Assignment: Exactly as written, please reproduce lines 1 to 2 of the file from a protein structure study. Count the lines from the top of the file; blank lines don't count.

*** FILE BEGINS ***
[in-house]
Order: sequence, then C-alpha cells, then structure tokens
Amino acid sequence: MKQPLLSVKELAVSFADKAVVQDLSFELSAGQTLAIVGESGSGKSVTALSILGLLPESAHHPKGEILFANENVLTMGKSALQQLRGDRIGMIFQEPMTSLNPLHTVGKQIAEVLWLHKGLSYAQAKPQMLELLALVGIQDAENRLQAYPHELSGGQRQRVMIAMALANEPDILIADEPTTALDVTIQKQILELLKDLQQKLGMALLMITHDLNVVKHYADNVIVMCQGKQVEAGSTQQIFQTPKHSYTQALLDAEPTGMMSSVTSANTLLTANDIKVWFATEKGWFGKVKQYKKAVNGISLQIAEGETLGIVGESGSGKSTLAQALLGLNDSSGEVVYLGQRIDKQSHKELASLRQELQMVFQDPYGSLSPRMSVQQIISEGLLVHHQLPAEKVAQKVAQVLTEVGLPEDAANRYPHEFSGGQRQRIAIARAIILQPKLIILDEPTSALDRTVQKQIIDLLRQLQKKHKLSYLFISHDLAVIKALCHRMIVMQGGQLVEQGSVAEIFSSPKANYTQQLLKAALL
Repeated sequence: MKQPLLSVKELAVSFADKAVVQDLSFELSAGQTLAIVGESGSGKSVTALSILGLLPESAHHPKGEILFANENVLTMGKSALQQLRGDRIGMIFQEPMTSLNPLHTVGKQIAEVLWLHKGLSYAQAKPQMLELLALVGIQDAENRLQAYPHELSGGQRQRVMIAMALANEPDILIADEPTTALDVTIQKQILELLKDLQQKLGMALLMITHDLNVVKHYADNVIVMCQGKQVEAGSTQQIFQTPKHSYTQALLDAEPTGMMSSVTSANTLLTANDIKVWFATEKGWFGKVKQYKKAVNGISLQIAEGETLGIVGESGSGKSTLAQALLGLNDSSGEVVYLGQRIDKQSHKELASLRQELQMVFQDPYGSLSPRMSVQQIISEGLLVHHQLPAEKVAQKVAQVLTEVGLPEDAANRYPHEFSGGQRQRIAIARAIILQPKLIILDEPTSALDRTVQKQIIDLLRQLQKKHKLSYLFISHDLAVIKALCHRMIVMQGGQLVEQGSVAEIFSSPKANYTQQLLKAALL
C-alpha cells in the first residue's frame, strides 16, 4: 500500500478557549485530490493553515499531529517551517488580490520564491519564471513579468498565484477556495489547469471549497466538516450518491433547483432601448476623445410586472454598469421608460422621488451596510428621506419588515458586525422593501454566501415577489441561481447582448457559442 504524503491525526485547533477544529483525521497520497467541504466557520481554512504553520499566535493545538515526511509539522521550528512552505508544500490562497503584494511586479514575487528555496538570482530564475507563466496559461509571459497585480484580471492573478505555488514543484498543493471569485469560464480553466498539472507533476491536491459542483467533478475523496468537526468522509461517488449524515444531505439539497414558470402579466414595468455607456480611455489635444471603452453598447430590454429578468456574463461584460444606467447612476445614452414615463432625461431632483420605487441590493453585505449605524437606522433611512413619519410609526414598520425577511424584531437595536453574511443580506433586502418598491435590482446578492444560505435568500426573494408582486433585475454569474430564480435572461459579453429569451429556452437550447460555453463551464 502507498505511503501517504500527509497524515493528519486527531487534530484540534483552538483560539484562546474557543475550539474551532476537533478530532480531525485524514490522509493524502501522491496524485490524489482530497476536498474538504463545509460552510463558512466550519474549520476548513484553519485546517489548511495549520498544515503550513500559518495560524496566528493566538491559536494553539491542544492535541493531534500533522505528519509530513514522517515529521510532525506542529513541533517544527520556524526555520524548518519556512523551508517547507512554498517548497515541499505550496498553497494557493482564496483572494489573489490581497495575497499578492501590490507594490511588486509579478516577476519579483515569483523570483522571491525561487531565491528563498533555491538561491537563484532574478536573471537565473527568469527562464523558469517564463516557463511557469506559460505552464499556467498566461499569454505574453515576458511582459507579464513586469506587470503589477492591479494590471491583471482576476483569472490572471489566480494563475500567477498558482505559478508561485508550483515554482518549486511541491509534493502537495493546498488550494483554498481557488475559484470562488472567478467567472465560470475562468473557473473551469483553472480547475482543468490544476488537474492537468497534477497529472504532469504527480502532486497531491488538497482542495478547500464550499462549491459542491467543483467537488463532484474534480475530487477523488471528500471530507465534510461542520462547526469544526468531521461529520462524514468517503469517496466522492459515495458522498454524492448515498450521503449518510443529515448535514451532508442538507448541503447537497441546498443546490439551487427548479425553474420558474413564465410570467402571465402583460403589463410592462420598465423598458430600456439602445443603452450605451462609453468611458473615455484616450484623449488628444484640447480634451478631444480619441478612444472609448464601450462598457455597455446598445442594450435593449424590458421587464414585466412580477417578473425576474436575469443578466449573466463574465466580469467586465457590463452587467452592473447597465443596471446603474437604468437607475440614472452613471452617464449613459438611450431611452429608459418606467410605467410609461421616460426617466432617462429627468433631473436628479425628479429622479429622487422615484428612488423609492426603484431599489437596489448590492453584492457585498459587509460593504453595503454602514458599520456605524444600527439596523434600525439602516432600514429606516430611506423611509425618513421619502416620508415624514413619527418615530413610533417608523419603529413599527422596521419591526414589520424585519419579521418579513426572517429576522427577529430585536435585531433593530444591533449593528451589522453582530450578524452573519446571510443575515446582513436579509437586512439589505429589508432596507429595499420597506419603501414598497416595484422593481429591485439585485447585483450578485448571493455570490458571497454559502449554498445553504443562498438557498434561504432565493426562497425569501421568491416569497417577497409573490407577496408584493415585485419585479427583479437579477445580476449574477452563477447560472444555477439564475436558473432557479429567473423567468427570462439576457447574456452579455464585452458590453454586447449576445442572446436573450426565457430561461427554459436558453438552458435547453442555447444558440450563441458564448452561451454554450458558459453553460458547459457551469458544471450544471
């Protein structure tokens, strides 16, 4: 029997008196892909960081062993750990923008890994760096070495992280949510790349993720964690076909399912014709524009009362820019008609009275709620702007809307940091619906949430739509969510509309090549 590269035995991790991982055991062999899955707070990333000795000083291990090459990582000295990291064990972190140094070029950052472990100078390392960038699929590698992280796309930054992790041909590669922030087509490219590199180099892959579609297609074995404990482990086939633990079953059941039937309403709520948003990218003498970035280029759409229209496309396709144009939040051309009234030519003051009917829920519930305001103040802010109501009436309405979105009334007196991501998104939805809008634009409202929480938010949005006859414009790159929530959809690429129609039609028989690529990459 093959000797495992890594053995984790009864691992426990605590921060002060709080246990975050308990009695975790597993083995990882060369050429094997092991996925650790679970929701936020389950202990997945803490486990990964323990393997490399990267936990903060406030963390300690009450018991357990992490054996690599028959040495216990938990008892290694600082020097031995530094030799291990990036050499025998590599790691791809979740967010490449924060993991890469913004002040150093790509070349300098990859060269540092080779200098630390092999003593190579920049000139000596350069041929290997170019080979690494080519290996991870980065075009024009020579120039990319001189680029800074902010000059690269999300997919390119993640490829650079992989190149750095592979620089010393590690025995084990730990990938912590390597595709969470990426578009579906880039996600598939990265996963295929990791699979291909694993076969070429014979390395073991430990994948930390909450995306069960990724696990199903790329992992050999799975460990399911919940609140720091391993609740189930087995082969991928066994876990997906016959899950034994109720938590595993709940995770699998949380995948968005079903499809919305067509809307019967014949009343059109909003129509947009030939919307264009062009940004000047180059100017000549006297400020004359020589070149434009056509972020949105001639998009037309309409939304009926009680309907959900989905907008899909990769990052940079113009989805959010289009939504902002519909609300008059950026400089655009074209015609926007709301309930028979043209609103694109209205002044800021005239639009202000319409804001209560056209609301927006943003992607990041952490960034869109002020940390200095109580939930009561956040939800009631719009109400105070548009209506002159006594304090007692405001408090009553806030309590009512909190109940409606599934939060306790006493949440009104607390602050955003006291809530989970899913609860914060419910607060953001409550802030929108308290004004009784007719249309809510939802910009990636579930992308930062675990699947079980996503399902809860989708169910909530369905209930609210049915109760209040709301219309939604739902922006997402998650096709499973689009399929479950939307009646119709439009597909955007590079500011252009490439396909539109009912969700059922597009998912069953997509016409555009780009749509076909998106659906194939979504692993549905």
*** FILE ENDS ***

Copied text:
[in-house]
Order: sequence, then C-alpha cells, then structure tokens